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Stainless project

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  • Stainless project

    Hey guys, I'm starting my second project on stainless my first one was a pretty good success but I used 20g sheet metal and I don't have the ability to weld that yet one of the guys at DME had to go over it again in pulse to fix the damage I caused. Now I'm stating a stainless tool box which I will be doing myself with no help (other then the person who bent the sides I'm not allowed to use the press yet.) He also helped me with picking out the size etc. I'm going to be done of it hopefully early next week and at that point ill post pictures of both results. But could you explain to me how I can weld the 12g to 16g I realized id have to put most of the heat on the 12g (for the sides of the box) when I weld the joint I want to make sure I don't burn through it or warp it. I'm going to be trying welding a little and cooling it down with compressed air, I'm hoping that will solve my problem. any advice will be greatly appreciated I don't get to work on it again until monday which I'm really bummed on so I have the weekend to plan what I will be going through with doing. so thanks in advanced for the advice I will hopefully be getting.

  • #2
    if you want to minimize warping dont rely on compressed air, you will want to clamp it in every way possible

    as for the actuall welding, its not so bad, im shure you will figure it out


    • #3
      Compressed air will make oxidation occur more rapidly. It won't look as good and will lose some of it's ability to combat corossion.


      • #4
        weld a little at a time and weld all the sides evenly so do a little on one side and a little on the other .


        • #5
          i would do lots of small stich welds moveing around to alow it to cool of inbetween welds. spread the heat out and move it around.
          good luck.
          you will be back purging it right???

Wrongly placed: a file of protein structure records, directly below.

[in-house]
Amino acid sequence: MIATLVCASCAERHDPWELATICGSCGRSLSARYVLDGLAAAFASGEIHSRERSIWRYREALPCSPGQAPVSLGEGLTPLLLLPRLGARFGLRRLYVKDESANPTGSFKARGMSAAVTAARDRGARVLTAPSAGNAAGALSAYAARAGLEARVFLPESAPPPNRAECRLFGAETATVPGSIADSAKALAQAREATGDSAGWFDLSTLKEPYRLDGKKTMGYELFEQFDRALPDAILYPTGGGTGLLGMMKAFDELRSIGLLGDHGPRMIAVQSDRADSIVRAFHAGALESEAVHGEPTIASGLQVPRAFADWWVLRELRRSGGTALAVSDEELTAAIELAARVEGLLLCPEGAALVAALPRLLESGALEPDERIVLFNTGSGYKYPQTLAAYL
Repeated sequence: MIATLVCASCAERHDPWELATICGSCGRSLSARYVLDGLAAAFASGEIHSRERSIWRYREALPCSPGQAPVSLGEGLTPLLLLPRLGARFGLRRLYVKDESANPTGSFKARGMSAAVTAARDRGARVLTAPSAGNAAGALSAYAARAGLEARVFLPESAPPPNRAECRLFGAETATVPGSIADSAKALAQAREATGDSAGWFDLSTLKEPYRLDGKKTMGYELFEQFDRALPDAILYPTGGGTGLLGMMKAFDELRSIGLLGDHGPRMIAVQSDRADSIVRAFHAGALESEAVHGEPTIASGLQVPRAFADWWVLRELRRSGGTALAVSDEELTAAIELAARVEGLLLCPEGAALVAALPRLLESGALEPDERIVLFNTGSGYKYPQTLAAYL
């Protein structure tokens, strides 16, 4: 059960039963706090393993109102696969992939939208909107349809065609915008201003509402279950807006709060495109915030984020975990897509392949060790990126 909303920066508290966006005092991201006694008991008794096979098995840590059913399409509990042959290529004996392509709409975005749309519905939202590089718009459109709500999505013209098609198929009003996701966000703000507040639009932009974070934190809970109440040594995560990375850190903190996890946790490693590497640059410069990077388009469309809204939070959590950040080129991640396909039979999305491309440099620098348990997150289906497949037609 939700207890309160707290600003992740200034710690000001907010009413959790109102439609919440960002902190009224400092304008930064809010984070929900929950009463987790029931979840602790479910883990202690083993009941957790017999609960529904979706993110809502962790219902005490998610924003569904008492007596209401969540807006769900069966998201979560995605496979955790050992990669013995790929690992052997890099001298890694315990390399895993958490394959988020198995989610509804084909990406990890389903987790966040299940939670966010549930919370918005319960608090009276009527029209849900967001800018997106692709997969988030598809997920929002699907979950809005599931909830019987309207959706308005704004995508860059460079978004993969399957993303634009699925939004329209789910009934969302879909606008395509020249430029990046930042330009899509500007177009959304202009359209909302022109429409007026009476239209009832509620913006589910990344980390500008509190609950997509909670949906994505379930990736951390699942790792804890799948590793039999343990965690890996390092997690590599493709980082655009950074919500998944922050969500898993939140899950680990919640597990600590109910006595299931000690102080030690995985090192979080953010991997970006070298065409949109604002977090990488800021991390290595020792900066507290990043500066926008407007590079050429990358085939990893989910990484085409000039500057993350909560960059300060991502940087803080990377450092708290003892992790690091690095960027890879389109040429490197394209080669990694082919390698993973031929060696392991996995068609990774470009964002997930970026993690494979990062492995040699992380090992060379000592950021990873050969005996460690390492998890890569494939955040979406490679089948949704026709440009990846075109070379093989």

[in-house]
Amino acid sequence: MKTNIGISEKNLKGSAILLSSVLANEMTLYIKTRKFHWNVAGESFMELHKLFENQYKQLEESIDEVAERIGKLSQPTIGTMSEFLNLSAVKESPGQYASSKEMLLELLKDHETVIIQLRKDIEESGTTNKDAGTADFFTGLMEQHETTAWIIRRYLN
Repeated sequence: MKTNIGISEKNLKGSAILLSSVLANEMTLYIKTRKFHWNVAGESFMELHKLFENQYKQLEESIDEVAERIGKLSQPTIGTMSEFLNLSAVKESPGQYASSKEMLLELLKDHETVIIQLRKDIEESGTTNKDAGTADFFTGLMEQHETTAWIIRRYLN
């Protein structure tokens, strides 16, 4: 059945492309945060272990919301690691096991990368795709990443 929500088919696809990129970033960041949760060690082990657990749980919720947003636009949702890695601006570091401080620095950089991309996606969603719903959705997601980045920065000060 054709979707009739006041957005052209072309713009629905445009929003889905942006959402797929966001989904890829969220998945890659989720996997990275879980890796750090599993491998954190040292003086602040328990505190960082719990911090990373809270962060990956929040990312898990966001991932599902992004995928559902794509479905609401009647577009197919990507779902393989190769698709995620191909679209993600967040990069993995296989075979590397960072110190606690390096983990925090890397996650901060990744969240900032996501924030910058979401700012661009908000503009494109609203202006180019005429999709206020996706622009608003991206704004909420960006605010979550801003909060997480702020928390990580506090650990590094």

• #6
            Thanks everyone for your advice everyone I'm thinking doing little stitches and ill post the pictures as soon as its done. Thanks guys again!


            • #7
              Not sure on the design of your box but if you're tryin to weld open corners then maybe you could use a copper or aluminium backing bar. This can be used as a jig to keep the corner square whilst welding and will stop you burning through. Another advantage is it would act as a heat-sink which would reduce the amount of distortion.

              Just my thoughts - make of them what you will.



              • #8
                That's what I herd I should use to reduce burn through, it will actually keep my pieces from warping as well?


                • #9

                  Backpurging? is that where you use a gas like Argon on the back of the weld while your welding it?? Have welded a few things out of stainless with TIG and a couple with SMAW, worked OK but didn't back purge either?? can you explain?? I have heard of it just not sure about it...Thanks


                  • #10
                    yes its keepingthe back of the weld coverd in shielding gas, they also make a past you can put on the back. with thiner SS it will get all black and lose its rust preventative qualitys as well as look realy bad. not so bad on thicker stuff as the back dose not get the full heat but on thiner stuff its a prity big deal. it almost looks like you welded it with no gas.